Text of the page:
The pattern of oceanographic movement in the area is determined by the California current, it is cold with low salinities and high dissolved oxygen content during winter, and nor-ecuatorial current is warm with high salinity and low dissolved oxygen content during summer (Pacheco-Sandoval 1991). Under normal conditions the area presents a temperature that varies from 25 to 30 °C in the first 30 m of the water column, found South of the 33 °C isotherm during most of the year (Vázquez-Gutiérrez et al. 1998). The thermocline is shallow, permanent, with a mixed layer at 20 m depth (Pacheco-Sandoval 1991).

Biological observation. Surveys to record marine mammals and seabirds was conducted from November 2014 to January 2015 (between 8:00 and 13:00, local time) along a ca. 80 km transect in the central coast of Oaxaca, Mexico, from small outboard boat, navigating at low speed (10 to 30 km/h). Transect line represented a trip from Puerto Angel to Escobilla (a large sand beach), parallel to the coast at about 300 to 500 m, the return trip to Puerto Angel was done at about 10 km from the coast (Figure 1a) following the methodology to detect and register marine mammals of Meraz and Sanchez-Díaz (2008).

Figure 1 Location of Mesoplodon peruvianus sightings (asterisk) in the wild and male stranded (asterisk) in the Pacific coast of Mexico. Shaded area corresponds to the Mexican Estate of Oaxaca. Detailed study area shows in circles were marine mammals were sighted. 

When an individual was sighted, it was registered using stabilized binoculars in order to get the species identification and number of individuals. The position of the sighting was obtained with a GPS. Sea surface temperature at 5 m depth, was obtained by manual CTD.

Stranding event. Based on the stranded individual at Zicatela beach near Puerto Escondido (Figure 2), Oaxaca on March 2, 2016, we made the necropsy once the individual was transported to the laboratory of Colecciones Biologicas at Universidad del Mar.

Photo Jesús García-Grajales

Figure 2 Mesoplodon peruvianus male stranded at Zicatela beach, Oaxaca, Mexico. March 2, 2016 

The carcass condition was determined following the scale proposed by Rowles et al. 2001, and specific measurements was taken based on Nagorsen and Peterson (1980). The species and sex was determined based on external morphology using the expertise of the examiner and various marine mammals guides (Carwardine 1995; Jefferson and Leatherwood 1995). Then, to facilitate the post mortem examination, the animal was positioned in lateral recumbency, pathological examination was conducted according to standard protocol described by Roe (2010) and by Raverty et al. (2014). The procedure included the examination of the carcass for external lesions indicative of possible trauma.

An incision was made from the caudal limit of the anus, along the dorsolateral surface of the abdominal and thoracic cavities, ending at the level of the rostral limit with the mandibular ramus. Dissection of abdominal musculature was realized for exposure of the abdominal viscera (Rowles et al. 2001). Then, due to a cosmetic post mortem was requested, the ribs were detached at the costosternal junction to remove the thoracic wall (Raverty et al. 2014).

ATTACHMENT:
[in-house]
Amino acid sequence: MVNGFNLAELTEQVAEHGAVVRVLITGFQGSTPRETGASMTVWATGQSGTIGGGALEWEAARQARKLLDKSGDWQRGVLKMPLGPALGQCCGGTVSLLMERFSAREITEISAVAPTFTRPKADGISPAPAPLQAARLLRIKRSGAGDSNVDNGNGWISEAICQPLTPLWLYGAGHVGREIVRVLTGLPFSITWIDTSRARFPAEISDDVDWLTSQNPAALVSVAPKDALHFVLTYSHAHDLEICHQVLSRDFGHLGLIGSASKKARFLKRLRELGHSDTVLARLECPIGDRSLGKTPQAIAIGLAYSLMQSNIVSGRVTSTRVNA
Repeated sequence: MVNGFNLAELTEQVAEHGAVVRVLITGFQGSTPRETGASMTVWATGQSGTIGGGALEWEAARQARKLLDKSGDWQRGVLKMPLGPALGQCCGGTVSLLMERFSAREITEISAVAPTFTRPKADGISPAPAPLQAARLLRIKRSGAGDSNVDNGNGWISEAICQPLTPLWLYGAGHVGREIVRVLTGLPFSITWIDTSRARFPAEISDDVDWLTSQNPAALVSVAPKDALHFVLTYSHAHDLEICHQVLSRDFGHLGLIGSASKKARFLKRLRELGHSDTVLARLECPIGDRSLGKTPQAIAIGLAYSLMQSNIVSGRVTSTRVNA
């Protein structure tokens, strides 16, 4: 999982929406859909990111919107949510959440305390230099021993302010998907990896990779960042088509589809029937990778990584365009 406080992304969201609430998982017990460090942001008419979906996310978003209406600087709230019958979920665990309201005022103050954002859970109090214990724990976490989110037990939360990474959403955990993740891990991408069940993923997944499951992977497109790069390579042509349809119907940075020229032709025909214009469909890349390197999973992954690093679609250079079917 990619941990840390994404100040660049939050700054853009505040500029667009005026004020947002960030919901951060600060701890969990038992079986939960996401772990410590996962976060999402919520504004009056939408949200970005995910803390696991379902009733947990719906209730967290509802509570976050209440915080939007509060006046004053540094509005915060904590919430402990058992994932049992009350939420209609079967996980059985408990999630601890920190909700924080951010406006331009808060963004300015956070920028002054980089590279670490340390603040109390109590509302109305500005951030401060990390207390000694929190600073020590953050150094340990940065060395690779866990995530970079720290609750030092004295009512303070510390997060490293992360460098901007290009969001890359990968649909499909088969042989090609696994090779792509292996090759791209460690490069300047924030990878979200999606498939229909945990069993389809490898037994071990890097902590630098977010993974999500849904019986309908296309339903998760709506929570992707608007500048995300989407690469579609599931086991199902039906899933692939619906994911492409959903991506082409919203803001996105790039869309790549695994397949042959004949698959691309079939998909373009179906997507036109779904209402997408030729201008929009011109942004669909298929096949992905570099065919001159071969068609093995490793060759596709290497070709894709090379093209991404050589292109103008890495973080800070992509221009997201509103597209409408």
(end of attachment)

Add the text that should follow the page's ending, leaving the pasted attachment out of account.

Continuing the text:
A systematic review of the digestive, respiratory and reproductive systems were made to evaluated macroscopic lesions. The stomach content was collected for later inspection related to pathological and parasitological examinations (Rowles et al. 2001).

For safety of the individuals involved in the post mortem examination related to the risk of human exposure to potential zoonotic pathogens, we use facemask and gloves. We made two teams to facilitate the collect of morphometric, collection of tissue and data entry (Rowles et al. 2001).

Results

Biological observations. Marine mammals were observed in ten points (Figure 1), corresponding to 36 individuals of S. attenuata. However, in one of these points (15° 34’ 30.28” N, -96° 31’ 50.33” W) two individuals of M. peruvianus were observed on December 5, 2014 at about 9.3 km from the coast at 12:45 local time. Both individuals swam beneath the boat and their identification was positive because both were the black and white-cream large individuals, with estimated sizes of about 4 m. During the observation, sea surface temperature was 27.2 °C, the sea calm and clear sky. Near the observation point was small boat fishing with a surface net, and seven individuals of S. attenuata were observed in the surroundings.

First stranding record. Based on the length of the stranded individual of 3.49 m, and their particular skull characteristics such as size and shape, tooth position, and synvertex configuration, and reproductive structure, among others, we determined it to be a male of M. peruvianus.

The carcass was classified as scale 2 (freshly dead) and during the external examination had several lesions consistent with haematomas in the head region and in part of lateral body, bruising discoloration, and presence of bloody fluid flowing through the oral cavity and in the blowhole. Respect to the haematomas of the body, it was a single lesion and occupied a large body surface as the time passed.